• provision of training that supports CETRs. The training is for experts by experience, families and carers, clinical reviewers, chairs, commissioners, CETR co-ordinators, providers (inpatient and community), advocates.

You can find out more about the workforce development offer by contacting

The Royal College of Psychiatrists is also working on training to address gaps in autism knowledge for psychiatrists in a range of settings, including mental health, older adults and forensic services.

Autism training in child and adolescent mental health services and adult mental health inpatient settings

During 2021/22 two training pilots were completed to improve the quality of support within NHS-commissioning inpatient settings: one in CAMHS inpatient settings, one in adult mental health inpatient settings.

The training used a ‘train the trainer’ approach and was based on Health Education England (HEE)/Department of Health and Social Care Core capability framework for supporting autistic people, and enabled people to train to Tier 3 level.

All training was co-produced and co-delivered with staff from mental health services and people with lived experience.

Overall, there were 545 people trained who have disseminated the training to their services and teams. Of these, 90 have lived experience, with the remaining trainers working within mental health settings. Just under half (240) were to support CAMHS inpatient settings, and 305 were to support adult mental health inpatient settings.

HEE commissioned an independent evaluation to see if the training was ‘fit for purpose’, and to find out what went well and what could be improved.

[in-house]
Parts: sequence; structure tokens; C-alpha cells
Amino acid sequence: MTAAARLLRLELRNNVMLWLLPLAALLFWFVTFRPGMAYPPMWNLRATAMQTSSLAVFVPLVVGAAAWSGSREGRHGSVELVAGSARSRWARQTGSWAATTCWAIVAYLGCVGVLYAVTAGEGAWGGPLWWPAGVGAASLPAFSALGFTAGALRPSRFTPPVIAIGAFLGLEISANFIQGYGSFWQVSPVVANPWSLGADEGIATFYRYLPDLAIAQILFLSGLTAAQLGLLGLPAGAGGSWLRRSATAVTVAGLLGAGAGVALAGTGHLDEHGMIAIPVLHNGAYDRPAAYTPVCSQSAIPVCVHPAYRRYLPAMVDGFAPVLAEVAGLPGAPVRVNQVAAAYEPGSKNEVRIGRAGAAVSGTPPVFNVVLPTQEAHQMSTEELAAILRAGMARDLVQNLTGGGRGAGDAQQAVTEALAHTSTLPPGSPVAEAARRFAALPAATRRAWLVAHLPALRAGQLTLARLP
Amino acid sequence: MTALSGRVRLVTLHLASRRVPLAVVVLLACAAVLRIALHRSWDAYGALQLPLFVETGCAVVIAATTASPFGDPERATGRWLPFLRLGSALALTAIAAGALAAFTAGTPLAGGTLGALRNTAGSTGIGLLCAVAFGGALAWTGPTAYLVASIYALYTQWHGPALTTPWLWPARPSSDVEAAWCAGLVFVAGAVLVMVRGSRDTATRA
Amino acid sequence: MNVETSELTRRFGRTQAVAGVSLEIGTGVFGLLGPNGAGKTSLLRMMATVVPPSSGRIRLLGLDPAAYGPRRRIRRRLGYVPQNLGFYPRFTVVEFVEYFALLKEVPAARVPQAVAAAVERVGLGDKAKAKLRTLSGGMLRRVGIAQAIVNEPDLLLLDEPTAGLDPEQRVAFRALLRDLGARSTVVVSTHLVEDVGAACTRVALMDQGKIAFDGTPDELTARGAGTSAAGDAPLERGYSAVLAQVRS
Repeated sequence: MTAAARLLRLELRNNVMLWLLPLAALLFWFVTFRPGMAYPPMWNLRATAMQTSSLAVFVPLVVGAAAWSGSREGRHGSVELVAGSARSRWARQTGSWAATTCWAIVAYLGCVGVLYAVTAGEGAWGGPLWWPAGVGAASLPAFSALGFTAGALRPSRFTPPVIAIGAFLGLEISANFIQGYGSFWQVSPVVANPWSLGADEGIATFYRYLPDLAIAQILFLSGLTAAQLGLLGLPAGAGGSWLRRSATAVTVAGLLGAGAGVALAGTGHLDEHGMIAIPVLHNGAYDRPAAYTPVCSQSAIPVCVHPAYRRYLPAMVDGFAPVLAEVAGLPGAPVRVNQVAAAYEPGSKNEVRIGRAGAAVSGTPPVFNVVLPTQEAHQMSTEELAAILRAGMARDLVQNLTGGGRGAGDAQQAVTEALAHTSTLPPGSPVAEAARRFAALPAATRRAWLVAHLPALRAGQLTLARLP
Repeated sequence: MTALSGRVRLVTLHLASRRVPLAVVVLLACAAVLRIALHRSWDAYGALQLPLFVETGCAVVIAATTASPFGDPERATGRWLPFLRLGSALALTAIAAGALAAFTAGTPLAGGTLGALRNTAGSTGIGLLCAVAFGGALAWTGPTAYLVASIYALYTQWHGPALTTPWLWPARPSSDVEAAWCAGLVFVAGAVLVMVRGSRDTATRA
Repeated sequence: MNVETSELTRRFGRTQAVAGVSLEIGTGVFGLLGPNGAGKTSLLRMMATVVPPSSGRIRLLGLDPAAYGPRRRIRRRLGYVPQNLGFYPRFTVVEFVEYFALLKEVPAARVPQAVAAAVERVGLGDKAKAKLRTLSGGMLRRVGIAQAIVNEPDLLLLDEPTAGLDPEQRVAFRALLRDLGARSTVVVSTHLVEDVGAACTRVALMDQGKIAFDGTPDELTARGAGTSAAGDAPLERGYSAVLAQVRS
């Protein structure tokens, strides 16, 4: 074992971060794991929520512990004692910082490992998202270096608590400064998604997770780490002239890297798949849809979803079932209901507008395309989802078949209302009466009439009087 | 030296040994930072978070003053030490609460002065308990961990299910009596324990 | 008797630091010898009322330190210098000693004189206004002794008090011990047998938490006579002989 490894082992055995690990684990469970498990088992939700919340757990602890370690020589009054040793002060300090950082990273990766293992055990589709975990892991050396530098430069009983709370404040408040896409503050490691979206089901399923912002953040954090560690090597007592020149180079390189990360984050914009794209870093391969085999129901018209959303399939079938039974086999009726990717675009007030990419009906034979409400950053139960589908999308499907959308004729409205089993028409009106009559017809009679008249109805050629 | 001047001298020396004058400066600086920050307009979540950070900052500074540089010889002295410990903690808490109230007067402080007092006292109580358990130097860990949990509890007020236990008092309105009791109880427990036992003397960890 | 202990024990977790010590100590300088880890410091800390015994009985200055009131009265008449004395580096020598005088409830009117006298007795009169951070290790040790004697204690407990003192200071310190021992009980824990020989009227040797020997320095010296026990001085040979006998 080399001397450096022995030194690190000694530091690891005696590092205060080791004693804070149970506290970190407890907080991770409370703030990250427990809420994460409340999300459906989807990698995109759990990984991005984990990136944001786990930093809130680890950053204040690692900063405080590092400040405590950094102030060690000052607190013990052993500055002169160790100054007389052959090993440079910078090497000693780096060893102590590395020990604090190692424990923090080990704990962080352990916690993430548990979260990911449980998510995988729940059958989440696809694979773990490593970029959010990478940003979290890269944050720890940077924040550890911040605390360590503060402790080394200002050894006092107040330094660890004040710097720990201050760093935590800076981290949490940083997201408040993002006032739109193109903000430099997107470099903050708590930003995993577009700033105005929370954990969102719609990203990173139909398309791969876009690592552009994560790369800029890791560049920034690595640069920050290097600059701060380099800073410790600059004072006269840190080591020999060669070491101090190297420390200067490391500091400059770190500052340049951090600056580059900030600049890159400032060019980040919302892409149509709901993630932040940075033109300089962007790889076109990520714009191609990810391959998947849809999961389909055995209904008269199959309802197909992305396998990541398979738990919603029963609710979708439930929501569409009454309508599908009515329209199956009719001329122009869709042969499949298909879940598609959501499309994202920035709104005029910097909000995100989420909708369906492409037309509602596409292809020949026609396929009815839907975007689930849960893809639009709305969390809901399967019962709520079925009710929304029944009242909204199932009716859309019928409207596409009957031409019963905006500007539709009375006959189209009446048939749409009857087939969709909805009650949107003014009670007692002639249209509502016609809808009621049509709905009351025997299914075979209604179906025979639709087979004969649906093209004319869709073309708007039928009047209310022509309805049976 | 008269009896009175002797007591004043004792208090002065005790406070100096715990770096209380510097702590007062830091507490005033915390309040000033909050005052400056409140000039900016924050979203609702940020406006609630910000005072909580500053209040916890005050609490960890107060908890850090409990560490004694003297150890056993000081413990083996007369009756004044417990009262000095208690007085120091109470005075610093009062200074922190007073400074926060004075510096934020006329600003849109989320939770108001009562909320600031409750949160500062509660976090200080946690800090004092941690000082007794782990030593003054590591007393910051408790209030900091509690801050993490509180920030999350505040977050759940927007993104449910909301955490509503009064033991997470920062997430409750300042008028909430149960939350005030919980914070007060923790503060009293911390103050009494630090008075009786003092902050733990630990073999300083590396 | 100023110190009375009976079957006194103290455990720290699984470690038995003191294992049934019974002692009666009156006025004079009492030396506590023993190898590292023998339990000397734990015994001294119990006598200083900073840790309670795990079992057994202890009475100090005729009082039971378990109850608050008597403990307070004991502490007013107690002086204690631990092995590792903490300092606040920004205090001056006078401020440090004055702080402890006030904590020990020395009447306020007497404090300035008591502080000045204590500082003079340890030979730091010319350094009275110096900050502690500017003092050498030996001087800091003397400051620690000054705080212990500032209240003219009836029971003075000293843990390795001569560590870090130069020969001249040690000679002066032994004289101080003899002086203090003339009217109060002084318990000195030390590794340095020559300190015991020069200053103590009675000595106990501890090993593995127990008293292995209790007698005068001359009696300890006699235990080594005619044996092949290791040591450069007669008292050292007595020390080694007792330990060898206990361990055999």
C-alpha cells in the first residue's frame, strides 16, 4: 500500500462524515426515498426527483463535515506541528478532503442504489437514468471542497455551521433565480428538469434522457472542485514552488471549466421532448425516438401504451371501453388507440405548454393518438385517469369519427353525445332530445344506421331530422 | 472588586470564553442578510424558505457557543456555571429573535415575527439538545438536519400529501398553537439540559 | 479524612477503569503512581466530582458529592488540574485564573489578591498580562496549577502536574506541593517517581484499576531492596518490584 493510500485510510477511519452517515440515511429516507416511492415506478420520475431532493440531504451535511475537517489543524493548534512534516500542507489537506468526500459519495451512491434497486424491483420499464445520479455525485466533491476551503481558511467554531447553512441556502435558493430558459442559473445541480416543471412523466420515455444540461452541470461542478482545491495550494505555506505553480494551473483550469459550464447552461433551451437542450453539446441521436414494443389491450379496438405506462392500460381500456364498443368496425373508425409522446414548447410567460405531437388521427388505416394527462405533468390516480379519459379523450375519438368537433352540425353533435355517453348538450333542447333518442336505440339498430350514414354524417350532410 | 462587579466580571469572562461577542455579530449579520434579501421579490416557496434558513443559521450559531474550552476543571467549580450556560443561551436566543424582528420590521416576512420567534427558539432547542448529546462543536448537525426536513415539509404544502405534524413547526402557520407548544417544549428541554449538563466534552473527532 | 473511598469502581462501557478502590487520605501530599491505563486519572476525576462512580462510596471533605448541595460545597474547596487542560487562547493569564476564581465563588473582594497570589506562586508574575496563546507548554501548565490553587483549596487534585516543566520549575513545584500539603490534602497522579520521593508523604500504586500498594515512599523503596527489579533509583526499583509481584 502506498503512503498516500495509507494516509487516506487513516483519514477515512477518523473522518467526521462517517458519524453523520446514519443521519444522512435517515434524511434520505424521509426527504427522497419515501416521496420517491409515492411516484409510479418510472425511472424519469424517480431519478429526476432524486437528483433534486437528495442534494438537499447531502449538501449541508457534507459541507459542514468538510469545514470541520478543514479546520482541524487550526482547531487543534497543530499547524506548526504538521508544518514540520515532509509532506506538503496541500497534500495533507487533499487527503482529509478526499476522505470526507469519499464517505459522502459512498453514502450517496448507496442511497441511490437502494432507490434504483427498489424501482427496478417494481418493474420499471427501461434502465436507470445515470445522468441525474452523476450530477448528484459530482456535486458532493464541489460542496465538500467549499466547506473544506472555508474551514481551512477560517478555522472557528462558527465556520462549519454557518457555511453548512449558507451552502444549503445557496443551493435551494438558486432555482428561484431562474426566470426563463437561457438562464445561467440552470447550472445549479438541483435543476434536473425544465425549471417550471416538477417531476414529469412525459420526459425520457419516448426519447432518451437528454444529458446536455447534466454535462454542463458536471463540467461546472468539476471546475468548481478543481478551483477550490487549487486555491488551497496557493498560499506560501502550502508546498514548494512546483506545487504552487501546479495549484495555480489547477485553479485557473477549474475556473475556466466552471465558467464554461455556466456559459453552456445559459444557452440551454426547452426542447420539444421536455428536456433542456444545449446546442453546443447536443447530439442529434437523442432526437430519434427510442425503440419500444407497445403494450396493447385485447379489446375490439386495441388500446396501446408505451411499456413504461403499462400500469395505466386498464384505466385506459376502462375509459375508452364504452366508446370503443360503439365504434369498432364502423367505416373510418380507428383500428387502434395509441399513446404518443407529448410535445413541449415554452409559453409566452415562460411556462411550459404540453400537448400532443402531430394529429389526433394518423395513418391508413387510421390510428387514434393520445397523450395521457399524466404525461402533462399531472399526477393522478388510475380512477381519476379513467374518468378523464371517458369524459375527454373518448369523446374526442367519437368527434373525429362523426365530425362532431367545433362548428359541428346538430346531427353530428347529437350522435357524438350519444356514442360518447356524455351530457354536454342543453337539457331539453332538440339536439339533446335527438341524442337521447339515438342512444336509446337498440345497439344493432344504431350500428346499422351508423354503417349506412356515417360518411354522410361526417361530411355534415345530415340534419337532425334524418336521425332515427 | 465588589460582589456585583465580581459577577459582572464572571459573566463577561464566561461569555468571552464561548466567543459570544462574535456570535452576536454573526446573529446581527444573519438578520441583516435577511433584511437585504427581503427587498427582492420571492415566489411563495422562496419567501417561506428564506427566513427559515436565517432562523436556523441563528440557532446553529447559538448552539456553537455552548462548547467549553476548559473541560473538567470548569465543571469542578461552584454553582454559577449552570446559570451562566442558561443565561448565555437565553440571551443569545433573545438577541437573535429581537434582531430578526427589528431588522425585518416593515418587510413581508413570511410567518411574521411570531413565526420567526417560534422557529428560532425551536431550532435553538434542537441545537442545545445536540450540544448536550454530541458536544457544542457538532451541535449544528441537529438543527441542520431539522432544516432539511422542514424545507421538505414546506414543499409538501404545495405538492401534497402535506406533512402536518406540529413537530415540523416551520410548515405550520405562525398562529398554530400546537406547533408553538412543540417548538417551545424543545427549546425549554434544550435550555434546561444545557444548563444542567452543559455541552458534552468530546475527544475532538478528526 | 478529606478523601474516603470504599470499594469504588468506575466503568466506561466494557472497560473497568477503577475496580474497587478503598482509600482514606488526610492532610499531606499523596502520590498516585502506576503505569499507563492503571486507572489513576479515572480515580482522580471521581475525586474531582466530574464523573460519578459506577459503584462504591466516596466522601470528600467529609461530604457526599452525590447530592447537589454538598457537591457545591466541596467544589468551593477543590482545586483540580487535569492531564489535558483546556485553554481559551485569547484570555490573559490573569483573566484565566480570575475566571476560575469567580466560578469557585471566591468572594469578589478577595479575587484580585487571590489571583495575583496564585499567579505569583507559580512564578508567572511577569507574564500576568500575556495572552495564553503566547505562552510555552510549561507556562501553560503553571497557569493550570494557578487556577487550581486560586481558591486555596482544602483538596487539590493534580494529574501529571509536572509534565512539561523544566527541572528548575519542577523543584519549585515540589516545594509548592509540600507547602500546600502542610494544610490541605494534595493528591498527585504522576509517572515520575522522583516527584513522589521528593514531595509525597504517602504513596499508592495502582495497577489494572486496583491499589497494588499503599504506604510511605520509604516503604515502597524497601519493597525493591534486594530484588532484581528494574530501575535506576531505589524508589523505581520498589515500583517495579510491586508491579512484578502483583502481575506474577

What went well?

  • Overall, the training was well-received and met the needs and aspirations of those who attended.
  • There was a strong desire to undertake the training and improve practice.
  • The training was successfully delivered to people from a range of healthcare backgrounds across England.

What could be better?

  • The amount of material could be reduced or spread over more, shorter days.
  • Further support from senior managers within services would be helpful.
  • We are going to increase the content which is about facilitating the training.

What did trainees say?

“The resources are extremely helpful – I am in disbelief that we have access to all this information to use.”
“I enjoyed having a lot of time to reflect, discuss and share experiences, this really facilitated a deeper appreciation and learning for me.”
“I thought it was good there were different trainers from different backgrounds, eg NAS, experts by experience, to give different perspectives.”
“Opened my eyes to new areas of practice and made me think about what we are currently doing on the ward and how we can improve.”
“Experts by experience – gaining insight into experiences from autistic people themselves is really important and helpful.”

How to get involved

The inpatient training piloted in 2021/22 is now becoming ‘business as usual’; services can access this training by contacting

We are also undertaking a pilot to extend this training into community services, again using a ‘train the trainer’ model. This training will be available to services from October 2022.

We are also expanding the training programme into youth justice, secure welfare and special residential schools.

Green Light Toolkit

The Green Light Toolkit is a guide to auditing and improving mental health services so that they are effective in supporting autistic people and people with learning disabilities. The audit is a self- audit undertaken by providers. 

A refresh of the Green Light Toolkit was commissioned in 2022 by the NHS England Autism team as part of the NHS Long Term Plan commitment to improve care for autistic people. The refresh has been co-produced and led by Peter Bates, at the National Development team for Inclusion.

The goal of the Green Light Toolkit is to support mental health services as they work on improving their response to:

  • autistic people
  • people with a learning disability
  • autistic people who have a learning disability.

The Green Light Toolkit 2022 has been informed by three previous versions (2004, 2013, 2017).

The online 2022 edition has been comprehensively rewritten to pay more attention to the importance of creating an accessible environment for people with sensory differences, to offer a choice of survey questions and to create an online analysis option for teams to control themselves.